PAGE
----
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Subject: Re: [Boost-users] [numeric conversation] behavior on std::numeric_limits<double>::max() + eps with numeric_cast
From: Brandon Kohn (blkohn_at_[hidden])
Date: 2014-06-10 12:28:22

On 6/9/2014 14:13 PM, Olaf Peter wrote:
> attached my 'playground', it's basically the UDT example simplified
> extended with math_round capabilities. The range_checker also checks on
> finite values, but I'm not sure if this is really required (I would say
> yes, since operator[<,>} wouldn't work on NaN or Inf). Line 486 doesn't
> compile - vice versa doesn't work for some reasons.

A couple of points:

1) the range checker you've implemented expects that value is always of
type core::intrinsic_type<T> as it calls value.to_builtin(); This fails
when the 'Source' type/argument_type is a different type (like int.)

2) On the other hand, when Target is of type core::intrinsic_type<T> and
Source is a fundamental type, certain comparison operations fail because
the fundamental type doesn't know how to compare with

In order to get this compiling I had to split the range checker into two
specializations like so:

//! Define a custom range checker
template<typename Traits, typename OverFlowHandler>
struct range_checker;

//! One for checking intrinsic_type against some other type (fundamental)
template<typename T, typename SourceT, typename OverFlowHandler>
struct range_checker
    boost::numeric::conversion_traits<core::intrinsic_type<T>, SourceT>
  , OverFlowHandler

//! And another one for checking other types against intrinsic_type
template<typename T, typename TargetT, typename OverFlowHandler>
struct range_checker
    boost::numeric::conversion_traits<TargetT, core::intrinsic_type<T>>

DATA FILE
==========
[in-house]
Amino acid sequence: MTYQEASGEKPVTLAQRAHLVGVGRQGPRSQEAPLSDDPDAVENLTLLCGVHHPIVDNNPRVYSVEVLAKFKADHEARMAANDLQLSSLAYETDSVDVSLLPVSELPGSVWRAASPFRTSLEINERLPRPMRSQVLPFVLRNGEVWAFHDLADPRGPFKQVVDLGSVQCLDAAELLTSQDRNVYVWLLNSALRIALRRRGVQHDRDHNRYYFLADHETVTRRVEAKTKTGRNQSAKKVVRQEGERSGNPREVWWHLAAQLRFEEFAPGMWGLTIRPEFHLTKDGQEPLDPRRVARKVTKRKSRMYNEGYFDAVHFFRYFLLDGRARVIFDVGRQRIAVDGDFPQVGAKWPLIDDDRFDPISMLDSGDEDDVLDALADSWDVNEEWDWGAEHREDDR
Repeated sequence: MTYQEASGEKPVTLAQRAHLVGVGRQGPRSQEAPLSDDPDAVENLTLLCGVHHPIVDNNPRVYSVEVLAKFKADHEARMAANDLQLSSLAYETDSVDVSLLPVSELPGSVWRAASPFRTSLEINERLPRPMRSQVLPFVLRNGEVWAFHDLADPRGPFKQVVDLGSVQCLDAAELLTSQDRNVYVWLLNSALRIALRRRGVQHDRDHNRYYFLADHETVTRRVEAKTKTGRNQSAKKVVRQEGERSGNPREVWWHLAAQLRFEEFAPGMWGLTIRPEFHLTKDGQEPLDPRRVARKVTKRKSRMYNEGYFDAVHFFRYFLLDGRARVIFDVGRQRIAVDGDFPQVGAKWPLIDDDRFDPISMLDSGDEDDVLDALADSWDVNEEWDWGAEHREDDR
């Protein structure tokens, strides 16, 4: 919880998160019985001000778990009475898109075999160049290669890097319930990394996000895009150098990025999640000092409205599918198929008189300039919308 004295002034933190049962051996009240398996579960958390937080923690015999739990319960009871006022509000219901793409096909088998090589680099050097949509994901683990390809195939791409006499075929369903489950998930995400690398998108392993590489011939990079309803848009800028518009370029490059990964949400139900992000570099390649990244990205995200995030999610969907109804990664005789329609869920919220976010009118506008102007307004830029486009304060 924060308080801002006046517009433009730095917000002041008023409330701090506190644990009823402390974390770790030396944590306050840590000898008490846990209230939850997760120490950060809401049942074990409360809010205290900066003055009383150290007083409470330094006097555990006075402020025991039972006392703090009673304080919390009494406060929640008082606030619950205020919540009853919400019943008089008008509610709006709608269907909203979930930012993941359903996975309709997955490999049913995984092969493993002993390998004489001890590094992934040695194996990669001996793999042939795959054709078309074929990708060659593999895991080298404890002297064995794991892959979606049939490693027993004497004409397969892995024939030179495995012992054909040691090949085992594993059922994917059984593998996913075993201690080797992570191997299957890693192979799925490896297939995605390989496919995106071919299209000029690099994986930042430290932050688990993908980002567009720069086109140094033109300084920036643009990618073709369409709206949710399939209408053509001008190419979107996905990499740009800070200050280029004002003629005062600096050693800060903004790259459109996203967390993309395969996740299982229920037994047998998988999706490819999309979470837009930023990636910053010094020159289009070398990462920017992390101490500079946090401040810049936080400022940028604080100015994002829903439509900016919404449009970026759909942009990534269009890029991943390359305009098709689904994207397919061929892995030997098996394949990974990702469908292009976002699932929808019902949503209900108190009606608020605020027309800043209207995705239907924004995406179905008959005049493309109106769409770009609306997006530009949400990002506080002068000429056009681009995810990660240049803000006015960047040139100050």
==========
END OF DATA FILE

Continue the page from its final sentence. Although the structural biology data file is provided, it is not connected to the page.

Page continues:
, OverFlowHandler

In each of these specializations I wrote logic specific to the
conversion direction.

I also had to add the unary minus operator to core::instrinsic_type.

I've attached the file I modified for my tests (which were done in
visual studio 2008.)

I should note that in each of these specializations care must be taken
that bounds are properly checked given the context of the conversion
direction. In my test I essentially converted the fundamental type to an
instance of intrinsic_type (via the template constructor) and then used
that to compare with the bounds of the intrinsic_type<T>. In a real
world example this is possibly nonsense.

> Is there a way to get a stack trace using boost to find the code part
> which triggers the exception in the source? I mean here it would be e.g.
> line 478 if x would be greater MAX_INT.

I would just use whatever debugger you have handy.

> Is it usefull to add boost exception infos about the calling args in
> overflow_handler? Is there a clever way since the overflow_handler isn't
> templated so I have no info about the type and value to be converted.
> Where is the error for the vise versa cast at line 486?

The overflow handler was designed to communicate positive and negative
overflow. It assumes the range checker is working properly for all
inputs. So I think the the best way to develop these is to simply write
tests for all the types of inputs you expect your range_checker to see
and make sure it gives you the correct outputs. (i.e. I would test these
directly on the range_checker<ConversionTraits,
OverFlowHandler>::out_of_range interface.)

Hope this helps,


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